The EU has already pledged to set aside over $75 bln to manage balance of payment issues. In addition EU nations will set up a Special Purpose Vehicle (SPV) which will underwrite/guarantee upto $560 bln of weaker members’ Government debt. The IMF will contribute close to $320 bln to this effort through either of the channels in addition to the EU commitments bringing the total to a whopping $955 bln.

However, financial analysts will have the world believe that despite the ‘ginormous’ size, this isn’t enough and suggest the ECB step in and buy close to $400 bln of government debt issued by these close-to-failed states as well. To make their ‘unfreezing’ premise believable and to free these purchases from restrictive limits, they also suggest that the ECB should not sterilize the liquidity. They propose that since this liquidity will go to the banks already holding this government debt, this will allow them to continue functioning normally.

It seems, having analysed the bailout package, banks and financial institutions have realised that it doesn’t give them a way out of their current holdings of debt issued by these weak nations. Debt which matures in the next 3 years will be rolled over with guarantees by the SPV or underwritten by it, but banks have no way out of their holdings of longer term debt issued by these nations.

Analysis of the bailout package also suggests that it will do nothing to stop Greece from defaulting eventually. Similarly, it doesn’t really help other peripheral countries like Portugal, Spain etc. This is because the package concentrates it’s efforts on improving liquidity for their debt, but doesn’t address their solvency. This solvency issue can only be corrected by a partial default, also called debt renegotiation. But, debt renegotiation will involve writedowns in the value of this debt and a direct loss to the holders of this debt.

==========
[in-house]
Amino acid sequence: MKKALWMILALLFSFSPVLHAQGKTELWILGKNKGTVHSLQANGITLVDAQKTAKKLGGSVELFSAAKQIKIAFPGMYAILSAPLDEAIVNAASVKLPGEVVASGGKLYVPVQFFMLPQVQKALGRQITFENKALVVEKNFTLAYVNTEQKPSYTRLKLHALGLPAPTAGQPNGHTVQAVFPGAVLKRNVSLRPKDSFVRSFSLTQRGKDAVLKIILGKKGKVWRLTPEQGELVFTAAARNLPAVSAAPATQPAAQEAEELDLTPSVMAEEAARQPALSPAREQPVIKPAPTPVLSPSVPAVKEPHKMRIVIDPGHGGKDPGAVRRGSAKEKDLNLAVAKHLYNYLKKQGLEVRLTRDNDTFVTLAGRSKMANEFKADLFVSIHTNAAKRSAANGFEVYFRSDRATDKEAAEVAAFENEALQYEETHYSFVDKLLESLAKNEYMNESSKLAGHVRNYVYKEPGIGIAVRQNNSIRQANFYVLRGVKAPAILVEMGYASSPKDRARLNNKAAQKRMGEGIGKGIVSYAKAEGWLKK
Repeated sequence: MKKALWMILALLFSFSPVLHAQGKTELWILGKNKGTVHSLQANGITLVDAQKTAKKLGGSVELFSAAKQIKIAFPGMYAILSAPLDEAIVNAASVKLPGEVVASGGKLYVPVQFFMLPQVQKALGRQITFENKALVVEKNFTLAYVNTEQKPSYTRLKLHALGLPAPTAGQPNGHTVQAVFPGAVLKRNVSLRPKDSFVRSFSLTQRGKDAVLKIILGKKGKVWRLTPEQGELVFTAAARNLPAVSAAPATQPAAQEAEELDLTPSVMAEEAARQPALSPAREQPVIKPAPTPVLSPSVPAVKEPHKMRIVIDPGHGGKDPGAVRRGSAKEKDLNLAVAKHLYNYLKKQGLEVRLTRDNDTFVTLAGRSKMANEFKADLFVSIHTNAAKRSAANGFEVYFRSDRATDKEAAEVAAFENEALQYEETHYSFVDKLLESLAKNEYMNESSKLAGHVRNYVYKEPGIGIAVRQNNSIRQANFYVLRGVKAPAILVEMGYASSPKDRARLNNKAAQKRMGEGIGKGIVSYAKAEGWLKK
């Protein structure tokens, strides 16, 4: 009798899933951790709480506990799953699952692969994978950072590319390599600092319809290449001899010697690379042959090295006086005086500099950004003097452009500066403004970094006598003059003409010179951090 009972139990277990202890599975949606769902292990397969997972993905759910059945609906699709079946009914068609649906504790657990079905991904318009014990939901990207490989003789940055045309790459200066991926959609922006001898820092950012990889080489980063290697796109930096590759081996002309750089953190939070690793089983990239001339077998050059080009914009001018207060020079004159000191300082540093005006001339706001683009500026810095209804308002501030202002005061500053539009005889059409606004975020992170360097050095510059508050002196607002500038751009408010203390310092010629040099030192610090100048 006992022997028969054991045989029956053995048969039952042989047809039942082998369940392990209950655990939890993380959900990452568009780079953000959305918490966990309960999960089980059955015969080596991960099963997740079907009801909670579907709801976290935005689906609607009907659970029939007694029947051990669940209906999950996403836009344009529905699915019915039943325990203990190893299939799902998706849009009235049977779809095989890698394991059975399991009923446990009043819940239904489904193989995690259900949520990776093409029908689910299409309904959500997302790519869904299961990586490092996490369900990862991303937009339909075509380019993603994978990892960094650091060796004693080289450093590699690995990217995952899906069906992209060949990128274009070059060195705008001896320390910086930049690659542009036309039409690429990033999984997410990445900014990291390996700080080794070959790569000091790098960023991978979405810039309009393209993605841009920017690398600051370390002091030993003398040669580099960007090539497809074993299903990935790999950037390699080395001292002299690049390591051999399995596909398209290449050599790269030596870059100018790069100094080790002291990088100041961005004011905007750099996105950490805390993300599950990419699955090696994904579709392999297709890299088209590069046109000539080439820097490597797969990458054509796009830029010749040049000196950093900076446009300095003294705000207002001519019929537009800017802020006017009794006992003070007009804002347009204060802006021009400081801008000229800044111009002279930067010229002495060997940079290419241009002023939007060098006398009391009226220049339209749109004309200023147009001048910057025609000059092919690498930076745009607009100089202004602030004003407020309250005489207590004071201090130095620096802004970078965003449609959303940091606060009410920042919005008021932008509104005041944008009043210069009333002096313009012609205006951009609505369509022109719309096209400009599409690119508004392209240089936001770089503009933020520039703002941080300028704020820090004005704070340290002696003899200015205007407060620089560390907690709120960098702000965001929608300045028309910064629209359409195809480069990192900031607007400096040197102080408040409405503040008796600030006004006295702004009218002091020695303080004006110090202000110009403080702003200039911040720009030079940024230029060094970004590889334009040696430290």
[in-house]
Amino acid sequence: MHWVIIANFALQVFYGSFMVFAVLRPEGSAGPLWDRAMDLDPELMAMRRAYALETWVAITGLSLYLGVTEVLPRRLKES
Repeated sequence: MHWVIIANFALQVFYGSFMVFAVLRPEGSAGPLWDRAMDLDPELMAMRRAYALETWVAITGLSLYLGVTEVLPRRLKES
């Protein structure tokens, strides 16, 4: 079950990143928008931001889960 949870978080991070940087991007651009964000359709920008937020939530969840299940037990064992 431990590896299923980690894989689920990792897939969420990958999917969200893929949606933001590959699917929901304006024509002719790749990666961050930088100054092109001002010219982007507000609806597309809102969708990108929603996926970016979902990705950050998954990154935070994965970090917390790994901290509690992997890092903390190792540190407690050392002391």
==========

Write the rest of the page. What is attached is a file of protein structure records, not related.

Worried about these losses, and not knowing which bank will suffer more, banks have virtually stopped lending to each other, preferring instead to deposit funds with the ECB. As of Monday, bank surpluses deposited with the ECB totaled just under $400 bln, the highest since July 2009. This suggests two things.

1) There is no shortage of liquidity with the banks and the demand for additional liquidity is completely unjustified.

2) Banks are seriously concerned about their own solvency if one or more of these countries were to default and don’t trust each other to survive. Hence the reluctance to lend.

But in doing so, they are also making it clear that they will continue to hold the financial markets to ransom till their demand to be insulated from these losses is met.